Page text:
I dunno, but the one I sent back last year had the old-style CAI import mark on the barrel, indicating it was most certainly NOT "a small batch of imports recently approved" as their advertising indicated.
It was absolutely bone dry, wood and metal. Had it been cheaper (much cheaper), it MIGHT have made a good project rifle, but lifting the wood revealed massive pitting on the exterior of the barrel in the chamber area and all up and down the receiver under the wood line and that was the last straw for me
I see just now they're putting their Garands up at $430 and hinting that they need TLC. Yah... ya think?
Buyer beware... I'd be willing to bet a rack grade CMP rifle would be in better shape, but at $430, they might be decent projects?
I purchaed two of them at $429 each and received them yesterday. Both receivers look good and would is dark but solid. The bores on both are dark. I think both will be fireable with clean up. one is a 1943 Springfield and the the 1944 Springfield. For the price I think they are ok.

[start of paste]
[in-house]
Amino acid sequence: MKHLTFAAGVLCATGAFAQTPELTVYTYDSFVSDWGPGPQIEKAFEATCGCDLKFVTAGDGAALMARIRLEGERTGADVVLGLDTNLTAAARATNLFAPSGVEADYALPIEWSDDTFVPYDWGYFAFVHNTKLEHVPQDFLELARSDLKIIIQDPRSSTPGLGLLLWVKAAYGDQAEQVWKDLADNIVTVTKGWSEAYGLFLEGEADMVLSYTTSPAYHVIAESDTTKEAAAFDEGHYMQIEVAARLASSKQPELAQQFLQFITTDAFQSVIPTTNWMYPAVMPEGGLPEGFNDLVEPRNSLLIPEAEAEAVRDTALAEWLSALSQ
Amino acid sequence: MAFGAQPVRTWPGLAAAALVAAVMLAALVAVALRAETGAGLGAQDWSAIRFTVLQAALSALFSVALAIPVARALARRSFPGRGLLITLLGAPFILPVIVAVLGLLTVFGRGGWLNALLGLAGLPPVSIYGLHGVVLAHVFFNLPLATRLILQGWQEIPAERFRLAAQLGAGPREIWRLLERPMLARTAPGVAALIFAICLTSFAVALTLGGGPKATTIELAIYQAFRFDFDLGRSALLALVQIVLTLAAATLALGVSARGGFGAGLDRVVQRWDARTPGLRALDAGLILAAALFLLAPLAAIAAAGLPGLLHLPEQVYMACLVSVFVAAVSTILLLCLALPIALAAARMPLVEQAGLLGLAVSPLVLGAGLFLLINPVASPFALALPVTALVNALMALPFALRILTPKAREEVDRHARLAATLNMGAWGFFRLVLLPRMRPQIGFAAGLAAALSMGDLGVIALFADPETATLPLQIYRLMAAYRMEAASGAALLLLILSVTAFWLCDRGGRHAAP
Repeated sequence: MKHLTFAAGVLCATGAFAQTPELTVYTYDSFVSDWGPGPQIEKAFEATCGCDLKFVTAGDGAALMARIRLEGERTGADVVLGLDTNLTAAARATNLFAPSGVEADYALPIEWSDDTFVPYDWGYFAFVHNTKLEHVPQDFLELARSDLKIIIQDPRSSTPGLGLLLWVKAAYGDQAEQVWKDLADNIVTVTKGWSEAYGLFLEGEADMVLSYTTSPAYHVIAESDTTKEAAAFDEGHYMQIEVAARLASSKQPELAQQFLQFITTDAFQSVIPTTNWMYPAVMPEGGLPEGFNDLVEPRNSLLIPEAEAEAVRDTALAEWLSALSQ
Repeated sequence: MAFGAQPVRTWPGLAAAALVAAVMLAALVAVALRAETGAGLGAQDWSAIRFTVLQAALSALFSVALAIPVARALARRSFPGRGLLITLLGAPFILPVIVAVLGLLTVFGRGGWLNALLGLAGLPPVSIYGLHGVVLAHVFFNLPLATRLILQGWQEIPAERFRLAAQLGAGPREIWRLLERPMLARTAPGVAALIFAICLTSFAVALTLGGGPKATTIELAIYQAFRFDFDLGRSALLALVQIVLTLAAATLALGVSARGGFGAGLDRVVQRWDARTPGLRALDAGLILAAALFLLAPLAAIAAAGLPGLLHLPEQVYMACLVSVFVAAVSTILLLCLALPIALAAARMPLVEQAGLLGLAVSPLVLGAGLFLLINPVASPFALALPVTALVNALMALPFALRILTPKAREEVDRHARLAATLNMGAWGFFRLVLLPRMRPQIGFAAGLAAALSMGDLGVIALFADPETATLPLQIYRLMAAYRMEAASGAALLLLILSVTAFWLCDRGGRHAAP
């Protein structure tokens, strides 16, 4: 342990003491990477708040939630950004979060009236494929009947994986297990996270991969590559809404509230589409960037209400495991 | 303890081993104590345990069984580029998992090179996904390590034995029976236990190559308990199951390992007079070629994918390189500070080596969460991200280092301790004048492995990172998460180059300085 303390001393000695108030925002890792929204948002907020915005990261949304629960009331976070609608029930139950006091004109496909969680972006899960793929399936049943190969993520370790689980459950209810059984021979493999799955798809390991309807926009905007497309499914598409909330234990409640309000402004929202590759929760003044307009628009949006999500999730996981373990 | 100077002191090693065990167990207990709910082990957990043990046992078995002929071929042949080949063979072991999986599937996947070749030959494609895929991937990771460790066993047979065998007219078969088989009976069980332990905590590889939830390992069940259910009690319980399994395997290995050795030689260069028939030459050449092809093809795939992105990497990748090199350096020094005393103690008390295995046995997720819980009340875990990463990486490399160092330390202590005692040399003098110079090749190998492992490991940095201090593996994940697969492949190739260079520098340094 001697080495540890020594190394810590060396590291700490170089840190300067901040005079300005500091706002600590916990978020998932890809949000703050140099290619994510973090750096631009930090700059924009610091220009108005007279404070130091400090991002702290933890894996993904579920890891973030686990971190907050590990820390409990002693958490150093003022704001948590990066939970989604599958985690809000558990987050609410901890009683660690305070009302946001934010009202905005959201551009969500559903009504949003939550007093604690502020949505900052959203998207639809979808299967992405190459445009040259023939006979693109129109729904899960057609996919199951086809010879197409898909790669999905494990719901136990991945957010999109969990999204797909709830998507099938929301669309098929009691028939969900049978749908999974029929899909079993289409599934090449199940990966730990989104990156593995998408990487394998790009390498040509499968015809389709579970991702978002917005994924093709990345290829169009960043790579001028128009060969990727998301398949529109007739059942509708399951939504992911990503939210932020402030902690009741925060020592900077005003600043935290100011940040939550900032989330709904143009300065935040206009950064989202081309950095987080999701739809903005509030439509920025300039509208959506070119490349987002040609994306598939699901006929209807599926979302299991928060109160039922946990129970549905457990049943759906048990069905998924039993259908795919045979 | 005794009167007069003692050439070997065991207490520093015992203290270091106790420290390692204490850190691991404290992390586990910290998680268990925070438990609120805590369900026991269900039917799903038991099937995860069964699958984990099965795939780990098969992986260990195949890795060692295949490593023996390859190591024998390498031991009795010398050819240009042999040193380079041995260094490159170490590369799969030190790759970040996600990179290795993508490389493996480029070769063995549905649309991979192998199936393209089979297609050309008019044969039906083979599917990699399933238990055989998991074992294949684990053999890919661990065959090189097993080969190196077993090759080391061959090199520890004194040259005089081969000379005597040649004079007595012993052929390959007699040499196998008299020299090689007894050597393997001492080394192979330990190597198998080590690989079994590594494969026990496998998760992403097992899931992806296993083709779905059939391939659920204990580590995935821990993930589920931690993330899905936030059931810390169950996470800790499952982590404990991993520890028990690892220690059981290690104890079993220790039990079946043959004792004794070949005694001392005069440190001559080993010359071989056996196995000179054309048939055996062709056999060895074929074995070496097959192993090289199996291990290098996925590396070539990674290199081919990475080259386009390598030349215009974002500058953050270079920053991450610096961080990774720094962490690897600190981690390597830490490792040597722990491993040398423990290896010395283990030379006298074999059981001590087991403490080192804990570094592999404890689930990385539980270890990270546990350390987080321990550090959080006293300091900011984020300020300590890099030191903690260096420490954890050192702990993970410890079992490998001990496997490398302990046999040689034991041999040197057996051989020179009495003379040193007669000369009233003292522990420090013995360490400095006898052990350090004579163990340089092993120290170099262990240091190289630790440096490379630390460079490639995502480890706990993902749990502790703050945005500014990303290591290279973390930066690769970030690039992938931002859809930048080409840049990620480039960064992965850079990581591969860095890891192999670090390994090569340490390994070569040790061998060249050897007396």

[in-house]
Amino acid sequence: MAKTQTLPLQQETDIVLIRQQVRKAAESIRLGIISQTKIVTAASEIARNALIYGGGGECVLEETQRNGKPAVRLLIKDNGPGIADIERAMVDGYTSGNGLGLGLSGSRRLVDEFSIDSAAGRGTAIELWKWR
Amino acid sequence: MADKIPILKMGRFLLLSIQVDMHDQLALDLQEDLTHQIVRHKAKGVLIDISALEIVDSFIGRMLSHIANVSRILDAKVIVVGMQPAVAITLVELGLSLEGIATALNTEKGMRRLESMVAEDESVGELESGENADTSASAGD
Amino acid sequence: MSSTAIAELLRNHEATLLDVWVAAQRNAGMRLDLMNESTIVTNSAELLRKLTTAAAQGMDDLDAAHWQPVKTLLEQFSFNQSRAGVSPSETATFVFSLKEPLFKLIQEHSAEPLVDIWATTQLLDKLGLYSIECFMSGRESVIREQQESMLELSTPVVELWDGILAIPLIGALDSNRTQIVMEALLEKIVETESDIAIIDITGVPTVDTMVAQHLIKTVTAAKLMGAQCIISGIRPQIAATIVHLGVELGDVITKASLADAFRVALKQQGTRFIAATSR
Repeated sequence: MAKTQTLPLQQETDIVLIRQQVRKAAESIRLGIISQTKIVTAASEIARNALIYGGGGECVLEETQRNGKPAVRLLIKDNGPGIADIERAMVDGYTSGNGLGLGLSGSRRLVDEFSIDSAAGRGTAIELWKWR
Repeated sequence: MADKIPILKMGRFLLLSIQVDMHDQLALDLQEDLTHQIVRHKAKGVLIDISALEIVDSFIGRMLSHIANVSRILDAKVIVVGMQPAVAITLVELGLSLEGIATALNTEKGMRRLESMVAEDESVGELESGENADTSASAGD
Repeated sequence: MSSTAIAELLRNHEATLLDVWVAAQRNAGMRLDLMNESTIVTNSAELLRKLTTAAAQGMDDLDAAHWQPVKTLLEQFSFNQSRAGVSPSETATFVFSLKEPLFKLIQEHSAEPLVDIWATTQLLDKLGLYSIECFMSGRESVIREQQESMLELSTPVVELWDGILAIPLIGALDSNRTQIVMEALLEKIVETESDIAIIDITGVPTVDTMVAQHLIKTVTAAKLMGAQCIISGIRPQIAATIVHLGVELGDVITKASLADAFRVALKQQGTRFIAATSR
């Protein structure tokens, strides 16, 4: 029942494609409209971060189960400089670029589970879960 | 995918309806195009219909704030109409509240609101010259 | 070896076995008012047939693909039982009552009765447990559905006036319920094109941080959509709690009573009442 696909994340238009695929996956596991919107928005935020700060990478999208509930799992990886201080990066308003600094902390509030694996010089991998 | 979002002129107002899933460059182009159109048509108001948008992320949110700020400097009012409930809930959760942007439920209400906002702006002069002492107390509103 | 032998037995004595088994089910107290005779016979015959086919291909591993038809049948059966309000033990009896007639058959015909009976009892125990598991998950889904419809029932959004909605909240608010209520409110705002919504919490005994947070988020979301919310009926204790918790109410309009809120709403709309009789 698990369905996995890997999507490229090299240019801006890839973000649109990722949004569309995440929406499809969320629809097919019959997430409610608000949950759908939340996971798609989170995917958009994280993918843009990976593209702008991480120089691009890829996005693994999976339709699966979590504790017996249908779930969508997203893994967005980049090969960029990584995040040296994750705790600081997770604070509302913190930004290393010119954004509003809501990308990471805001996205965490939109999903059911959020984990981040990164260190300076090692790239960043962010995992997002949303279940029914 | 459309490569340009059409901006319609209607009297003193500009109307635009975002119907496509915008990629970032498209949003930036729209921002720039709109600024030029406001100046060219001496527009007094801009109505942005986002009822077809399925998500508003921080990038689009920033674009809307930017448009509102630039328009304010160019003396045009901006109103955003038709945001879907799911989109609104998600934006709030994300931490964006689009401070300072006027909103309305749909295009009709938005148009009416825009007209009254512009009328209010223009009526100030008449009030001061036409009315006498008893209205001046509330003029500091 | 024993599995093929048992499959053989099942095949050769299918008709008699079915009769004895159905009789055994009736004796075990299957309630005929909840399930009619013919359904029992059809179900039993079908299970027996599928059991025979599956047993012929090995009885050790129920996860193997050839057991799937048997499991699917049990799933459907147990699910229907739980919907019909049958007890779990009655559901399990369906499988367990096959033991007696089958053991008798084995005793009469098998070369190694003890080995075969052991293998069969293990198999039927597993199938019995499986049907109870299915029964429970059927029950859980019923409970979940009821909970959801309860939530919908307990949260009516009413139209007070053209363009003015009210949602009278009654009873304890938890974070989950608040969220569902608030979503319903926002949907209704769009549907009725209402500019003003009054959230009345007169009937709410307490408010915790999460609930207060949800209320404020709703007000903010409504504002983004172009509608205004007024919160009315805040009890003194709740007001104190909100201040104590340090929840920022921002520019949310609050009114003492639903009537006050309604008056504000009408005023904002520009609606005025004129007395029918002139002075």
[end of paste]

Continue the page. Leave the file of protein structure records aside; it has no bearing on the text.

Here are a few more pics . I purchased two them and have stripped them both, no pitting under wood. One of the rifles has some light frosting in the bore and the other has a shiny bore. I think for the price I did very well. SOG says these are from Korea, I dont know. The wood on both is dark and I can find no cartouche (sp). What do you guys think? Ok for $429 each?
Those M1's in the pic's look like a decent deal.
Is there anything official from SOG , CAI , or anybody else about the country of origin or year of import on these Garands. The thing is , sales clerks are just as vunerable to rumors as anybody else. Some people have very active imaginations and others will say anything to make a sale . For example : " These Garands are from South Korea -- lots better than those total loss, rusted-out POS from South America that we have been trying to sell for the last 5 or 6 years".
I also gotta wonder if SOG saw the light ( finally ) , so they dropped their prices and sorted through their product . Then started selling the best of the batch at competitive prices. It's hard to tell from the pic's but it's possible that some of those rifles have been reparked or touched up with cold blue ( or whatever).
How do they check out muzzle and throat wise?
Frosty dark bores are one thing but throat erosion and excessive muzzle wear make poor accuracy for sure. When you have to spend $250 or more to get a barrel replaced the low price is shot out the winder.